Season of mists and mellow fruitfulness,
Close bosom-friend of the maturing sun;
Conspiring with him how to load and bless
With fruit the vines that round the thatch-eves run;
To bend with apples the moss’d cottage-trees,
And fill all fruit with ripeness to the core;
To swell the gourd, and plump the hazel shells
With a sweet kernel; to set budding more,
And still more, later flowers for the bees,
Until they think warm days will never cease,
For summer has o’er-brimm’d their clammy cells.

Who hath not seen thee oft amid thy store?
Sometimes whoever seeks abroad may find
Thee sitting careless on a granary floor,
Thy hair soft-lifted by the winnowing wind;
Or on a half-reap’d furrow sound asleep,
Drows’d with the fume of poppies, while thy hook
Spares the next swath and all its twined flowers:
And sometimes like a gleaner thou dost keep
Steady thy laden head across a brook;
Or by a cyder-press, with patient look,
Thou watchest the last oozings hours by hours.

Where are the songs of spring? Ay, Where are they?
Think not of them, thou hast thy music too,—
While barred clouds bloom the soft-dying day,
And touch the stubble-plains with rosy hue;
Then in a wailful choir the small gnats mourn
Among the river sallows, borne aloft
Or sinking as the light wind lives or dies;
And full-grown lambs loud bleat from hilly bourn;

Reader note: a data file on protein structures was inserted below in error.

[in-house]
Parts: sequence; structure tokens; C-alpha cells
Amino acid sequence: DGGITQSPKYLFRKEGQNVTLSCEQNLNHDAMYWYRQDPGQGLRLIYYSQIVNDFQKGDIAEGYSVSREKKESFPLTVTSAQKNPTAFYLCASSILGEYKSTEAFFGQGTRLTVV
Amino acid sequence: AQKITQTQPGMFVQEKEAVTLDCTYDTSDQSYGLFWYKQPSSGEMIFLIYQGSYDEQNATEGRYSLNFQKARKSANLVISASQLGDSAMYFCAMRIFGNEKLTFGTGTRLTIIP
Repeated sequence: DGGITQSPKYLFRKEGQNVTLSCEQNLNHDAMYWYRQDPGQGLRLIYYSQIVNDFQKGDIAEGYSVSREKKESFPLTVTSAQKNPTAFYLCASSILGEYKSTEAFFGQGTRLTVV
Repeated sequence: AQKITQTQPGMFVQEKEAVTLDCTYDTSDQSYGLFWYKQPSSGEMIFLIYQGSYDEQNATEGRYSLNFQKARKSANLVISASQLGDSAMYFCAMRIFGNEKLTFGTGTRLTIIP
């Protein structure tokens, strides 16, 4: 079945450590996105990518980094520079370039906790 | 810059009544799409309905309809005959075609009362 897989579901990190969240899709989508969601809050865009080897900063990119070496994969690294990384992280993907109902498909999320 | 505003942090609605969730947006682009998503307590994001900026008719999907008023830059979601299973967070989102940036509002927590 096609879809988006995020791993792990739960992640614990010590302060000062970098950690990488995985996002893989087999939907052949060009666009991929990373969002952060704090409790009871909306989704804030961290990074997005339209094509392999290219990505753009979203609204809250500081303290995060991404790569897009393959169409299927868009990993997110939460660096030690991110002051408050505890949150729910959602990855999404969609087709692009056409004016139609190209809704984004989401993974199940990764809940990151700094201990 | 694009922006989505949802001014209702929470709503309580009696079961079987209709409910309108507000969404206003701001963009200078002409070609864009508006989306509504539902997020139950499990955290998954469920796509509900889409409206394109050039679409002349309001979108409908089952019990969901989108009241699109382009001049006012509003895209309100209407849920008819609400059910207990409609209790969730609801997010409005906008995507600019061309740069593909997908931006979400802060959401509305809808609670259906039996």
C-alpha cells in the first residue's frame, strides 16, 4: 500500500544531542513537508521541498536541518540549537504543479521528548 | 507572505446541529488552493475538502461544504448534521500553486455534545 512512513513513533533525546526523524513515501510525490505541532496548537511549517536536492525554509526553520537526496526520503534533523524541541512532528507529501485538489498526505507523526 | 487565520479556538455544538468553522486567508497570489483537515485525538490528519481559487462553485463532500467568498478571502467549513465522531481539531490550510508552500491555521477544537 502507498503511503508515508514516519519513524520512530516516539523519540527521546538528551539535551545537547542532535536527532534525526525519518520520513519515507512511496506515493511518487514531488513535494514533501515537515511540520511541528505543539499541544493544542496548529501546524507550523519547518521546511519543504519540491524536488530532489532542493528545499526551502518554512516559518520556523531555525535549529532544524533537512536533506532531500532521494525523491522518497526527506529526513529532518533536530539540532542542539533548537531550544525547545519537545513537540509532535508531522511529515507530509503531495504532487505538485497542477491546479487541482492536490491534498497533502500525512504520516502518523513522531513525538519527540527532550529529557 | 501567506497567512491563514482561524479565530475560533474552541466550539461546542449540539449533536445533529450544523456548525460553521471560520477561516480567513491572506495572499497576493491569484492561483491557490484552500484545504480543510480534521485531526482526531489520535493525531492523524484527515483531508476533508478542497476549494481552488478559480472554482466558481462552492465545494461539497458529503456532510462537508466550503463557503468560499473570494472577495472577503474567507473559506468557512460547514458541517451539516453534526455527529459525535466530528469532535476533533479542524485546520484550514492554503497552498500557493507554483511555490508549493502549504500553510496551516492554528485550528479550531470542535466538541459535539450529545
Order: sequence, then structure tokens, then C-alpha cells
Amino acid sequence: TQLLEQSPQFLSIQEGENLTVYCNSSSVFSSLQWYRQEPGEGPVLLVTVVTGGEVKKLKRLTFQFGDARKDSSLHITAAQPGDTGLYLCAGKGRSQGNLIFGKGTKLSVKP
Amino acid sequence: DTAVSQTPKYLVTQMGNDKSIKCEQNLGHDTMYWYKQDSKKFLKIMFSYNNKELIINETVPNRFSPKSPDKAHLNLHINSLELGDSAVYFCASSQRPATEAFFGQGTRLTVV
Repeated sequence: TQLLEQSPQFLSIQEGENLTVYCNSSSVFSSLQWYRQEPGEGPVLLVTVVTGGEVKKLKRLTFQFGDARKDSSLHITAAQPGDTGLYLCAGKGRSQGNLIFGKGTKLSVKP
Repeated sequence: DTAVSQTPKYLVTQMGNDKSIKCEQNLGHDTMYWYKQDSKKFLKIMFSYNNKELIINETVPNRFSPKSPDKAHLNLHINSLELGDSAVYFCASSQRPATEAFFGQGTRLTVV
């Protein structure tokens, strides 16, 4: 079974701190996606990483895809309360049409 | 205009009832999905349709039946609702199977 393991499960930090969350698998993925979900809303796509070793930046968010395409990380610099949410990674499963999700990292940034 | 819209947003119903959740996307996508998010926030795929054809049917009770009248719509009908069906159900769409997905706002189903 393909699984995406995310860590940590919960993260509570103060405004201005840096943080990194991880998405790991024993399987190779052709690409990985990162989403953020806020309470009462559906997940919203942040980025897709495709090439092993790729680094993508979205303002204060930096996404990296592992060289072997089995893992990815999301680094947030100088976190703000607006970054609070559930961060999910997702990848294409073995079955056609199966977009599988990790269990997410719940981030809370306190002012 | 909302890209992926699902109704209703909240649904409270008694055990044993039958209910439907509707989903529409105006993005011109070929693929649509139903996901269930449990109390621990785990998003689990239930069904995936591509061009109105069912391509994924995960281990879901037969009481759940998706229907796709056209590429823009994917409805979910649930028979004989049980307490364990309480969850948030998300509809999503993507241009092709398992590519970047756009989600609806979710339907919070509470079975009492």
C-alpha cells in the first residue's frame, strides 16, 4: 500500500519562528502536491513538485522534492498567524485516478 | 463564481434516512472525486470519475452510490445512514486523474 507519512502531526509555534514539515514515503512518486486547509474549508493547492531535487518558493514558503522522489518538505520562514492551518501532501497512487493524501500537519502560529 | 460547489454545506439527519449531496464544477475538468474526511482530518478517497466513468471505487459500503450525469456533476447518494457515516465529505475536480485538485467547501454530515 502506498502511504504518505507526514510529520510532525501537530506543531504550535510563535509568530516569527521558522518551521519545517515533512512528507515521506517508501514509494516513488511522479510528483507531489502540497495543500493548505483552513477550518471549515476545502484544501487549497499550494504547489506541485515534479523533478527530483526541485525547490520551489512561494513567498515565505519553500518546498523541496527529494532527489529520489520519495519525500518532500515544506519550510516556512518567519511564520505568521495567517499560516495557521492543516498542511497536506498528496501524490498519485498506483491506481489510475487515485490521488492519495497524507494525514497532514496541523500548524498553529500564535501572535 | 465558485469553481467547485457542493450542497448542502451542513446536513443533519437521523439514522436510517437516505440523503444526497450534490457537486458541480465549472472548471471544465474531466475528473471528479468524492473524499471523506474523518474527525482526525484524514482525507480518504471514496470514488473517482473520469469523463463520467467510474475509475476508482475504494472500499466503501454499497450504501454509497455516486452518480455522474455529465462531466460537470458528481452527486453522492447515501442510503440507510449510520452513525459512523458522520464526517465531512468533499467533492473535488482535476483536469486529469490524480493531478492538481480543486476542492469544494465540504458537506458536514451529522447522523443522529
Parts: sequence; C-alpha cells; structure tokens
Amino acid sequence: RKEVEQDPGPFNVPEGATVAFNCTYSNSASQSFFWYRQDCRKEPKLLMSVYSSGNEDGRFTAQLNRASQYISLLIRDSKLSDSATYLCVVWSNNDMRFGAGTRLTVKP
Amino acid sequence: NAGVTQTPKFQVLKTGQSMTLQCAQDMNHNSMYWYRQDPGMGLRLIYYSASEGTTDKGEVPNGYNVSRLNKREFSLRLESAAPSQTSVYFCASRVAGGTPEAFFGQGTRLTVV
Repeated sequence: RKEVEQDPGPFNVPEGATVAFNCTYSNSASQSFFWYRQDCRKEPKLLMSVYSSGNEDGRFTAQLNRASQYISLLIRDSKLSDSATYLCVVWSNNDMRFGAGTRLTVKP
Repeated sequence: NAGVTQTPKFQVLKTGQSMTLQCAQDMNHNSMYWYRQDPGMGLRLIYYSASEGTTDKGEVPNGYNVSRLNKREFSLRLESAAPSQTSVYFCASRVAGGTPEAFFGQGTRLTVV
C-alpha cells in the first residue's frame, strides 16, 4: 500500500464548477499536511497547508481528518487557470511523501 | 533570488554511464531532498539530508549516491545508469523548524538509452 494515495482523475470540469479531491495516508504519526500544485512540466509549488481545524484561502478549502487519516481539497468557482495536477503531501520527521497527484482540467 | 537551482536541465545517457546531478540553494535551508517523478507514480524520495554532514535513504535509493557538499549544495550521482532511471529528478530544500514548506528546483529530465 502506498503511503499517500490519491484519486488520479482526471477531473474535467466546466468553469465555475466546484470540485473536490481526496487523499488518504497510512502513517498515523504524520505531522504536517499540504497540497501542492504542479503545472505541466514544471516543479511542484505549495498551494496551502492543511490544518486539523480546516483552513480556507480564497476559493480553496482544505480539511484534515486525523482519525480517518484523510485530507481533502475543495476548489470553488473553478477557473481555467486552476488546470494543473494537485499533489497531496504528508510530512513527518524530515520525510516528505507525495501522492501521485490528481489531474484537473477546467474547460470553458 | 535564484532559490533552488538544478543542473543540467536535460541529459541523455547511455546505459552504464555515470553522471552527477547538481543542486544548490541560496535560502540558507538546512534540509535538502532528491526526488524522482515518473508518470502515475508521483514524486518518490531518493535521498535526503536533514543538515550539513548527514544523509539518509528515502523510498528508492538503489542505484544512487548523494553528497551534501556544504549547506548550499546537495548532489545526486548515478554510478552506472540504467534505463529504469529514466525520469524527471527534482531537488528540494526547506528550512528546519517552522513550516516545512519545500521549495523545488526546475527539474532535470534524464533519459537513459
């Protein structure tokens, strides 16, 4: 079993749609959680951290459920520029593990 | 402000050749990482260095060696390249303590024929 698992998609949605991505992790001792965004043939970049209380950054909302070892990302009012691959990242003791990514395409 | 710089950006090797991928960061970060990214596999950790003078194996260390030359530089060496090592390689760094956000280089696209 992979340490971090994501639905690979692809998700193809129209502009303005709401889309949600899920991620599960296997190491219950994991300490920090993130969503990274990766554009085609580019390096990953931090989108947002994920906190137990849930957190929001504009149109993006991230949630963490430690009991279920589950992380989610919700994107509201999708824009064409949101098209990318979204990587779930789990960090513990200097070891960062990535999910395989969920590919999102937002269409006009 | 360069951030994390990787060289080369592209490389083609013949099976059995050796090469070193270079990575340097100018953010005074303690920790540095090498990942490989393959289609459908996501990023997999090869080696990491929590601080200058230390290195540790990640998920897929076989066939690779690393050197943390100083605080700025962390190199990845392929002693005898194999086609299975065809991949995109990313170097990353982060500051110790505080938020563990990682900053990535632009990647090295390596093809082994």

Hedge-crickets sing; and now with treble soft
The red-breast whistles from a garden-croft;
And gathering swallows twitter in the skies.


August – Emily Brontë: No Coward Soul is Mine

Although best remembered for her novel Wuthering Heights, Emily Brontë was a passionate poet. Although much of her work was destroyed some pieces were saved by her sisters and published in a slim volume. This poem tells of faith in an all-powerful, everlasting, and ultimately loving God who cannot be imagined by mere mortals. Our religious language and structures pale into insignificance beside the eternal, infinite reality. So indeed does what we, in this temporal world, understand as death.


No coward soul is mine
No trembler in the world’s storm-troubled sphere
I see Heaven’s glories shine
And Faith shines equal arming me from Fear


O God within my breast
Almighty ever-present Deity
Life, that in me hast rest,
As I Undying Life, have power in Thee


Vain are the thousand creeds
That move men’s hearts, unutterably vain,
Worthless as withered weeds
Or idlest froth amid the boundless main


To waken doubt in one
Holding so fast by thy infinity,
So surely anchored on
The steadfast rock of Immortality.


With wide-embracing love
Thy spirit animates eternal years
Pervades and broods above,
Changes, sustains, dissolves, creates and rears


Though earth and moon were gone
And suns and universes ceased to be
And Thou wert left alone
Every Existence would exist in thee


There is not room for Death
Nor atom that his might could render void
Since thou art Being and Breath
And what thou art may never be destroyed.

Vacancies at the Central Readers’ Council

Secretary to the CRC
Andrew Walker, our Secretary, will be retiring in the late autumn. The Board is looking for someone to replace him in this responsible and stimulating post. Salary: £15,000 p.a. for a 17.5 hour week. Expressions of interest, and requests for further information should be sent to You can also contact Andrew or Imogen Clout (Chair) to arrange an informal chat.

Website Editor and Communications Officer
CRC is looking for a freelance editor to manage the website and create electronic communications with members. We envisage the post taking a day a week. Applicants should be able to edit in WordPress. Expressions of interest and requests for an information pack to